My first reaction was that Dr.Gail Dines had a profound point. (I still think that.) But then I took a good look at the picture. Hence my "Oh, hell no!" reaction. Following Dines' sentence, which basically encourages women to like their bodies, is a naked woman. A flawless, naked woman. A thin, flawless, naked woman with perfect hair, perfectly lit perfect skin, well manicured fingernails and toenails, perched in a position that suggests that when she's not on a photo shoot, she's on a yoga mat.
I've got nothing against flawless. I'm an artist, aesthetics are never lost on me.
I've got nothing against thin people. They're just people, and I tend to like people.
I've got nothing against nudity. In my mind, clothing should always be a function-first, optional thing.
I've got nothing against perfect hair. Hair is pretty. I love looking at hair.
I've got nothing against perfect skin. Some people are just blessed with good DNA.
I've got nothing against photography, photographers, or the photographing of beautiful people.
I've got nothing against yoga. Not my first choice of an exercise regime, but I know a lot of people who benefit from it and enjoy it.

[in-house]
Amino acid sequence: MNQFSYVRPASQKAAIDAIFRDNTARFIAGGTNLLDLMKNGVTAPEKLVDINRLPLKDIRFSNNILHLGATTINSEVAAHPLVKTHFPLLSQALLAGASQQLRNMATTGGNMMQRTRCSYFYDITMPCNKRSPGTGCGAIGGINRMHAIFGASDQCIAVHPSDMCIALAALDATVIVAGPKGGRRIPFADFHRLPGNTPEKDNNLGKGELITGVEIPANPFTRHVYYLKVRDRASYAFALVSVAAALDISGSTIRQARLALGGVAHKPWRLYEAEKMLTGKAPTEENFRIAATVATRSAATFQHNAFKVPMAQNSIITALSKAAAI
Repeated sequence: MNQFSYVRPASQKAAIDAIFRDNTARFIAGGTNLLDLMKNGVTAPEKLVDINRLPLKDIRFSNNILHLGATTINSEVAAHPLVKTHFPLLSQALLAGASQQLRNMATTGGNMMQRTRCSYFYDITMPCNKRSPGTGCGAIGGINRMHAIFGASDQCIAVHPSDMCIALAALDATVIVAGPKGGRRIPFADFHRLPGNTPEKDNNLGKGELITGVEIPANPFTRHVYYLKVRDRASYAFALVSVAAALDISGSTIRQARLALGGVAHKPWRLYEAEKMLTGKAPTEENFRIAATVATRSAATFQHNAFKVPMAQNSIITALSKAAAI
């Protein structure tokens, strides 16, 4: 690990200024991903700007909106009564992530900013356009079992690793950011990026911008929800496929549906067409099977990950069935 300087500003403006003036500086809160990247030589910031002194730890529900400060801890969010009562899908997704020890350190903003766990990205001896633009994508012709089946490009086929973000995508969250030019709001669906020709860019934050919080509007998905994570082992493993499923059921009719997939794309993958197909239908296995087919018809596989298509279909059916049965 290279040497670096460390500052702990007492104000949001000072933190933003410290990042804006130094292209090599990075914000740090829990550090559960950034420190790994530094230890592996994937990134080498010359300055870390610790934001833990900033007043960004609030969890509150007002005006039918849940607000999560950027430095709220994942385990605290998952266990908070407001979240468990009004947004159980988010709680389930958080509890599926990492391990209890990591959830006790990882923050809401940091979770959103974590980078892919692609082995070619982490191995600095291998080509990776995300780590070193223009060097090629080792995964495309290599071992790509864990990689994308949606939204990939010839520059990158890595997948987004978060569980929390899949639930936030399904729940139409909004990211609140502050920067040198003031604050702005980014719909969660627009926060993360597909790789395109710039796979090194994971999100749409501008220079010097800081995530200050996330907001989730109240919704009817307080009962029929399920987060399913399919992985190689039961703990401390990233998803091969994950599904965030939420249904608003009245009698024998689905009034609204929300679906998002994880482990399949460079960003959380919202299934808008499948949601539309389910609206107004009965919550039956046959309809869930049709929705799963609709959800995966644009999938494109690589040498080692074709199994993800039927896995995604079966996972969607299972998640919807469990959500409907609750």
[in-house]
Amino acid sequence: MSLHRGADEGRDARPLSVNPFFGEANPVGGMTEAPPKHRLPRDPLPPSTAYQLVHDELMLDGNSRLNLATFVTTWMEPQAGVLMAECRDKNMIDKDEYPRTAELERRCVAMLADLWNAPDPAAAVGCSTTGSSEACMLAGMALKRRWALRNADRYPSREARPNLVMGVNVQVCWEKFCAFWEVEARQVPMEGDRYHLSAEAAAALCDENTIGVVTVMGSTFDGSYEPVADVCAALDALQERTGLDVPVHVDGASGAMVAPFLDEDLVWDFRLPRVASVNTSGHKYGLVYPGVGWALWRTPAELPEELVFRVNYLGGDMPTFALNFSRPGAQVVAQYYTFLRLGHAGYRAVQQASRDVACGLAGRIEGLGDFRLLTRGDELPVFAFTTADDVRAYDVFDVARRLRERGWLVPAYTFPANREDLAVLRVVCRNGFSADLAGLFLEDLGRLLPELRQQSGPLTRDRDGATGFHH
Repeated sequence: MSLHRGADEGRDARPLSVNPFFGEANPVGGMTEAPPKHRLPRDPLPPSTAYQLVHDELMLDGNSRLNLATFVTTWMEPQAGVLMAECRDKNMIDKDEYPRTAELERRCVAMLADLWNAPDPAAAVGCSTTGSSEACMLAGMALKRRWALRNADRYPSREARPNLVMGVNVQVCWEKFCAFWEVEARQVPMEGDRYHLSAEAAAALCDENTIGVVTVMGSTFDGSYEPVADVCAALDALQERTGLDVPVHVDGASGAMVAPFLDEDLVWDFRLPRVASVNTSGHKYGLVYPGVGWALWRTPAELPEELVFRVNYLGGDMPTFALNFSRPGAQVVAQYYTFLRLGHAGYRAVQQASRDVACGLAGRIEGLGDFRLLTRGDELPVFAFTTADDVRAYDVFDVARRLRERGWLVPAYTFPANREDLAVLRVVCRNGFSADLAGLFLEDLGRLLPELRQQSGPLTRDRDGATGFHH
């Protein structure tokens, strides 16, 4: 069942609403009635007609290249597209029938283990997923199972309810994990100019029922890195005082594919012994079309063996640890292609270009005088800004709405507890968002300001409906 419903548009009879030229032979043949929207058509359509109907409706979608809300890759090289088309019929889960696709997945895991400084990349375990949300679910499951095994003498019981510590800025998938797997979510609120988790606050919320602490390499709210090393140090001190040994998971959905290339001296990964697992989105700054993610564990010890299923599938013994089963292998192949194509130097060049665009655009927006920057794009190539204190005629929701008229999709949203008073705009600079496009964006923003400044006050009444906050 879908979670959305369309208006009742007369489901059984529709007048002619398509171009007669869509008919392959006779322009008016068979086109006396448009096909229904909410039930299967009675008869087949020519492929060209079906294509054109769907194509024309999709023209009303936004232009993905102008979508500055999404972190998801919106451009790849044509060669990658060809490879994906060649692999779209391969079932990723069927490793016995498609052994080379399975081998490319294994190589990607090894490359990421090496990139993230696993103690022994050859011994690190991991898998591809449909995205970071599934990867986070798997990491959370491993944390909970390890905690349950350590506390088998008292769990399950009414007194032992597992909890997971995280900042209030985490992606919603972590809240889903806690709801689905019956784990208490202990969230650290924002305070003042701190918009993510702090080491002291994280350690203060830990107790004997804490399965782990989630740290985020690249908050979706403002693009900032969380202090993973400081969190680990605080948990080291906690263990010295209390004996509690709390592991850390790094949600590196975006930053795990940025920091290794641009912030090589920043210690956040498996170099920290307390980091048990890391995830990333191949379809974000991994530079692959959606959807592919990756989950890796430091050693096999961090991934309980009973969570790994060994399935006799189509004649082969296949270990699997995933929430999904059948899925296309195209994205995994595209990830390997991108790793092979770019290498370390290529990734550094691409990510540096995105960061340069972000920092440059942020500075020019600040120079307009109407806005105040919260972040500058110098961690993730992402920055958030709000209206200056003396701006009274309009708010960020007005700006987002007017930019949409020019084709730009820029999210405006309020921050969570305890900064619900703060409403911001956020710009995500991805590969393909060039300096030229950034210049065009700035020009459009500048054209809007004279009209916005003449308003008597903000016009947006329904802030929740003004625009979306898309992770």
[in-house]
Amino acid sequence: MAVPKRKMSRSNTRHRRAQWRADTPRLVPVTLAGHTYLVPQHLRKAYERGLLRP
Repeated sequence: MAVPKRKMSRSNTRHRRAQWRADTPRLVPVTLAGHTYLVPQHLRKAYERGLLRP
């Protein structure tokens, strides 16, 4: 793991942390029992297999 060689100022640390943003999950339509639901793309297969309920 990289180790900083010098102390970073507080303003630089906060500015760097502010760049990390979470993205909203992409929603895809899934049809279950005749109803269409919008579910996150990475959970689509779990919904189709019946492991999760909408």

What I am against and my big problem with this is that whoever created this meme didn't think it through enough to realize that they are, in essence, contributing to the very problem they were trying to solve. Unless I'm seeing the whole thing all wrong, the issue at hand is that women need to accept their bodies as they are, and not just accept, but celebrate and love. And that is wonderful. I long for that day for myself and for others.
However, you can't tell women to feel good about their bodies and then hold up a picture of what every woman thinks their body should look like. Especially when... what... maybe only the top 2% (and I'm guessing high, I think) do look like that. And even then, only in really good lighting and perhaps with Photoshop skills thrown in.